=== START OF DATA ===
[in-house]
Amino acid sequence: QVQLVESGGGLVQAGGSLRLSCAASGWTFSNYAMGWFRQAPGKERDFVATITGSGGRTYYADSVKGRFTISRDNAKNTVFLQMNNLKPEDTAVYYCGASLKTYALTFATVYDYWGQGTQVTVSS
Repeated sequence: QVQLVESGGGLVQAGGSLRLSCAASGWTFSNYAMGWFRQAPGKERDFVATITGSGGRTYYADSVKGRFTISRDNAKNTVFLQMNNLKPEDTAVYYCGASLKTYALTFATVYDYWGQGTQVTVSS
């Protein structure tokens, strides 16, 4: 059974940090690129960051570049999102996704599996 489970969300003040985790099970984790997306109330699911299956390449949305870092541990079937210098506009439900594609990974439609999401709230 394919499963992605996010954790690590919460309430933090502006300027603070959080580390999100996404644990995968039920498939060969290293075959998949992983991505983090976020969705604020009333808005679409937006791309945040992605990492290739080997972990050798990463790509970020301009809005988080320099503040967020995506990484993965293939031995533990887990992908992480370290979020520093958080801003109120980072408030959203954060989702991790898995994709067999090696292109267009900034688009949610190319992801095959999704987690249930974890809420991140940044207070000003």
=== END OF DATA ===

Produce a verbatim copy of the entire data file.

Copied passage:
[in-house]
Amino acid sequence: QVQLVESGGGLVQAGGSLRLSCAASGWTFSNYAMGWFRQAPGKERDFVATITGSGGRTYYADSVKGRFTISRDNAKNTVFLQMNNLKPEDTAVYYCGASLKTYALTFATVYDYWGQGTQVTVSS
Repeated sequence: QVQLVESGGGLVQAGGSLRLSCAASGWTFSNYAMGWFRQAPGKERDFVATITGSGGRTYYADSVKGRFTISRDNAKNTVFLQMNNLKPEDTAVYYCGASLKTYALTFATVYDYWGQGTQVTVSS
């Protein structure tokens, strides 16, 4: 059974940090690129960051570049999102996704599996 489970969300003040985790099970984790997306109330699911299956390449949305870092541990079937210098506009439900594609990974439609999401709230 394919499963992605996010954790690590919460309430933090502006300027603070959080580390999100996404644990995968039920498939060969290293075959998949992983991505983090976020969705604020009333808005679409937006791309945040992605990492290739080997972990050798990463790509970020301009809005988080320099503040967020995506990484993965293939031995533990887990992908992480370290979020520093958080801003109120980072408030959203954060989702991790898995994709067999090696292109267009900034688009949610190319992801095959999704987690249930974890809420991140940044207070000003």